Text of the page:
The deadline for all submissions is midnight on Tuesday February 6th 2024 and submissions can be made via the conference website: Please note that no author-identifying information should be included in any uploaded file(s) i.e. papers, extended abstracts, and organised session proposals.

A number of prizes will be awarded at the conference including the Denis Conniffe prize for best paper by a young economist, the Brendan Walsh prize for best paper published in the Economic and Social Review, the Novartis prize for best health economics paper, and the Irish Society for Women in Economics (ISWE) prize for best paper presented by a woman economist.

There will also be some pre-conference activities held at the conference venue on the afternoon and evening of Wednesday May 8th 2024. Details to be confirmed in due course.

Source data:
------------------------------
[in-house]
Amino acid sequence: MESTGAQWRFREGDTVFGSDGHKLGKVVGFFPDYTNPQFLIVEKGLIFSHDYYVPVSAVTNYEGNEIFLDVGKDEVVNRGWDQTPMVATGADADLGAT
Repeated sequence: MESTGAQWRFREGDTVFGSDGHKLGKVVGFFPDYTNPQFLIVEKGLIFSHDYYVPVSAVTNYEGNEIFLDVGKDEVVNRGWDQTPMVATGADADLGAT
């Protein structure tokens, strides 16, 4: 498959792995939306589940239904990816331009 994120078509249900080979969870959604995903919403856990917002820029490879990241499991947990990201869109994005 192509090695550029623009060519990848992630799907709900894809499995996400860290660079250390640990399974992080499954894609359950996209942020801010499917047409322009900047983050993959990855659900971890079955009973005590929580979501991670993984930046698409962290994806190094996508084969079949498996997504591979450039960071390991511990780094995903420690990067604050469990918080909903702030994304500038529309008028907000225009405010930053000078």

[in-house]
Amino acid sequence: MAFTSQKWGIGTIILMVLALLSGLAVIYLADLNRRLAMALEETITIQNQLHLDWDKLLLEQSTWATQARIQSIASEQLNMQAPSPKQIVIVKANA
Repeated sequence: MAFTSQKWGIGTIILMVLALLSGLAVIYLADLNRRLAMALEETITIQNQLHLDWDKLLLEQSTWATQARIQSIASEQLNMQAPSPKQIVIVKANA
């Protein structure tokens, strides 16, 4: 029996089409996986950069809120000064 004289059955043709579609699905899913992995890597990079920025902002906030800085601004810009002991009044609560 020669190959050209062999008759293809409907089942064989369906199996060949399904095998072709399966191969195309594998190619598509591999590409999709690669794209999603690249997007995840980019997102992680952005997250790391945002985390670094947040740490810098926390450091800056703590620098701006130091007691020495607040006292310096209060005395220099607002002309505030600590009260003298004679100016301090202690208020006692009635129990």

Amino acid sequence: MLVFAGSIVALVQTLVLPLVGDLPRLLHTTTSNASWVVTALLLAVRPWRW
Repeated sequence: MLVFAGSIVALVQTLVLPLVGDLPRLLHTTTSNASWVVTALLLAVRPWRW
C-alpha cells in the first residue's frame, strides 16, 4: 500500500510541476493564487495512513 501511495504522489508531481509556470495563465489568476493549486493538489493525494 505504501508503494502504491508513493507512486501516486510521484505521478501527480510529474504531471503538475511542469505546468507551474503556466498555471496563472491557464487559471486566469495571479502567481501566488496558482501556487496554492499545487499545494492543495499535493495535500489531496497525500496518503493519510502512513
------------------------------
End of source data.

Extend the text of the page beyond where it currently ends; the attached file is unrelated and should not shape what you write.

Prof. Donal O’Neill R.I.P

On behalf of the Economics Department in Maynooth University.

We are greatly saddened by the news that our colleague in Maynooth’s Economics Department, Donal O’Neill, has died after a short illness. He was just 56.

Donal was a first-rate economist and published in many top journals, including the Journal of Political Economy, the Economic Journal, the Journal of Labor Economics and the Journal of Human Resources. He was an excellent, innovative teacher and a wonderful colleague. Donal’s main research fields were labour economics and inequality, but he also had a considerable interest in econometric methodology, which fed into his applied research. Among his many contributions to the Irish economics community, he served as president of the Irish Economic Association from 2014-16 and as an enthusiastic member of the inaugural Irish Low Wage Commission.

All of his work was marked by a real love of Economics – he never stopped being fascinated by the insights Economics offered, or by its potential as a force for good. Donal was also a very decent and kind person. He will be very sadly missed.

Our thoughts are with his family and friends, particularly with his wife, Olive Sweetman, also a member of Maynooth’s Economics Department.